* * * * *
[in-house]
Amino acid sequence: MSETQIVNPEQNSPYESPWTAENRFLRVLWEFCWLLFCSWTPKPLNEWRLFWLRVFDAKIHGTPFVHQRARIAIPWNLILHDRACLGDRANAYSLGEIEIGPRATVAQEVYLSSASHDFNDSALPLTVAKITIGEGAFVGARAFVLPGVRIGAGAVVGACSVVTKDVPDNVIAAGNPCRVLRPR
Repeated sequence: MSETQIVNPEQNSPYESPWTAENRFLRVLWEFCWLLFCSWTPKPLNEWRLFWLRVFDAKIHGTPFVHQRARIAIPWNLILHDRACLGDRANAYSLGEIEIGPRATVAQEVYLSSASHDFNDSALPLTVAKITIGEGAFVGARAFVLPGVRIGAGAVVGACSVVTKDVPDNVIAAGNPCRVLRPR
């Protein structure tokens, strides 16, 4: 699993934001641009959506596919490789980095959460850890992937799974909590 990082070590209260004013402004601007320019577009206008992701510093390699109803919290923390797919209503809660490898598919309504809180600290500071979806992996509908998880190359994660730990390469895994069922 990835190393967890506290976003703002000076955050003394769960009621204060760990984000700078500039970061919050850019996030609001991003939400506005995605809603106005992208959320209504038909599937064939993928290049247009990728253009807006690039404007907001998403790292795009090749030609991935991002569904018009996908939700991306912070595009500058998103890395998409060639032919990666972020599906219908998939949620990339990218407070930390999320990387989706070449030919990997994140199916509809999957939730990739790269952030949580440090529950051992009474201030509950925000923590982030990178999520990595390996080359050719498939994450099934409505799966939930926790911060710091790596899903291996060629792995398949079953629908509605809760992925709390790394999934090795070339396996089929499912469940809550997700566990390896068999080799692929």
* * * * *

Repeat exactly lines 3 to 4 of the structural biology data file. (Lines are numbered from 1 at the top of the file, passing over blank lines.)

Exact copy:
Repeated sequence: MSETQIVNPEQNSPYESPWTAENRFLRVLWEFCWLLFCSWTPKPLNEWRLFWLRVFDAKIHGTPFVHQRARIAIPWNLILHDRACLGDRANAYSLGEIEIGPRATVAQEVYLSSASHDFNDSALPLTVAKITIGEGAFVGARAFVLPGVRIGAGAVVGACSVVTKDVPDNVIAAGNPCRVLRPR
């Protein structure tokens, strides 16, 4: 699993934001641009959506596919490789980095959460850890992937799974909590 990082070590209260004013402004601007320019577009206008992701510093390699109803919290923390797919209503809660490898598919309504809180600290500071979806992996509908998880190359994660730990390469895994069922 990835190393967890506290976003703002000076955050003394769960009621204060760990984000700078500039970061919050850019996030609001991003939400506005995605809603106005992208959320209504038909599937064939993928290049247009990728253009807006690039404007907001998403790292795009090749030609991935991002569904018009996908939700991306912070595009500058998103890395998409060639032919990666972020599906219908998939949620990339990218407070930390999320990387989706070449030919990997994140199916509809999957939730990739790269952030949580440090529950051992009474201030509950925000923590982030990178999520990595390996080359050719498939994450099934409505799966939930926790911060710091790596899903291996060629792995398949079953629908509605809760992925709390790394999934090795070339396996089929499912469940809550997700566990390896068999080799692929």